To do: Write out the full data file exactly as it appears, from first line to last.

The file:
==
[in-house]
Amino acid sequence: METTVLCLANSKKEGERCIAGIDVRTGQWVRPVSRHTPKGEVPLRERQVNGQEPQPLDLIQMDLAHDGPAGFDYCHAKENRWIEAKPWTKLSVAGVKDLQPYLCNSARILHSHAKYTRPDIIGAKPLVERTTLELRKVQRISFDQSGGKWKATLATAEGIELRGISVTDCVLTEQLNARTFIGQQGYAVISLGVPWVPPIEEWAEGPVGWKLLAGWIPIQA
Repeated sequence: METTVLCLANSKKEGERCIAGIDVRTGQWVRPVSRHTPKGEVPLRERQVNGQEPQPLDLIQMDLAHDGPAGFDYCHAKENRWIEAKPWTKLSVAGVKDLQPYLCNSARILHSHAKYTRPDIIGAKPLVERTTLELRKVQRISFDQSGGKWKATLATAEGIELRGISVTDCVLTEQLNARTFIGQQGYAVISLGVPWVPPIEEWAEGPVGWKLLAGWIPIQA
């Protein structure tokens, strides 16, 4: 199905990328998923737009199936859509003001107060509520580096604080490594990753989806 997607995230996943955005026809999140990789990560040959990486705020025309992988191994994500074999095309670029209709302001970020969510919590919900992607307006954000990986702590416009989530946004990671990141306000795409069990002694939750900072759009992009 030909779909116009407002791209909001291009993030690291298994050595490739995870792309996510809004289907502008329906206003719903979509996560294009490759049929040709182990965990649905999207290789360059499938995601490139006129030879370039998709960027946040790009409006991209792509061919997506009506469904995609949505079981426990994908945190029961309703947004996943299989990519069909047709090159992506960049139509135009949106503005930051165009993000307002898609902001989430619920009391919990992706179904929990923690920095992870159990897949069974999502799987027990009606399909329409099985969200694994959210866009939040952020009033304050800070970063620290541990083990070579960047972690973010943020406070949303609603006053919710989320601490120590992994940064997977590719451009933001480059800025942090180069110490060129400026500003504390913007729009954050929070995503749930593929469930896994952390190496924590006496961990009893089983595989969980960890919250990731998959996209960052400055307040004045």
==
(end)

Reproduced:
[in-house]
Amino acid sequence: METTVLCLANSKKEGERCIAGIDVRTGQWVRPVSRHTPKGEVPLRERQVNGQEPQPLDLIQMDLAHDGPAGFDYCHAKENRWIEAKPWTKLSVAGVKDLQPYLCNSARILHSHAKYTRPDIIGAKPLVERTTLELRKVQRISFDQSGGKWKATLATAEGIELRGISVTDCVLTEQLNARTFIGQQGYAVISLGVPWVPPIEEWAEGPVGWKLLAGWIPIQA
Repeated sequence: METTVLCLANSKKEGERCIAGIDVRTGQWVRPVSRHTPKGEVPLRERQVNGQEPQPLDLIQMDLAHDGPAGFDYCHAKENRWIEAKPWTKLSVAGVKDLQPYLCNSARILHSHAKYTRPDIIGAKPLVERTTLELRKVQRISFDQSGGKWKATLATAEGIELRGISVTDCVLTEQLNARTFIGQQGYAVISLGVPWVPPIEEWAEGPVGWKLLAGWIPIQA
């Protein structure tokens, strides 16, 4: 199905990328998923737009199936859509003001107060509520580096604080490594990753989806 997607995230996943955005026809999140990789990560040959990486705020025309992988191994994500074999095309670029209709302001970020969510919590919900992607307006954000990986702590416009989530946004990671990141306000795409069990002694939750900072759009992009 030909779909116009407002791209909001291009993030690291298994050595490739995870792309996510809004289907502008329906206003719903979509996560294009490759049929040709182990965990649905999207290789360059499938995601490139006129030879370039998709960027946040790009409006991209792509061919997506009506469904995609949505079981426990994908945190029961309703947004996943299989990519069909047709090159992506960049139509135009949106503005930051165009993000307002898609902001989430619920009391919990992706179904929990923690920095992870159990897949069974999502799987027990009606399909329409099985969200694994959210866009939040952020009033304050800070970063620290541990083990070579960047972690973010943020406070949303609603006053919710989320601490120590992994940064997977590719451009933001480059800025942090180069110490060129400026500003504390913007729009954050929070995503749930593929469930896994952390190496924590006496961990009893089983595989969980960890919250990731998959996209960052400055307040004045």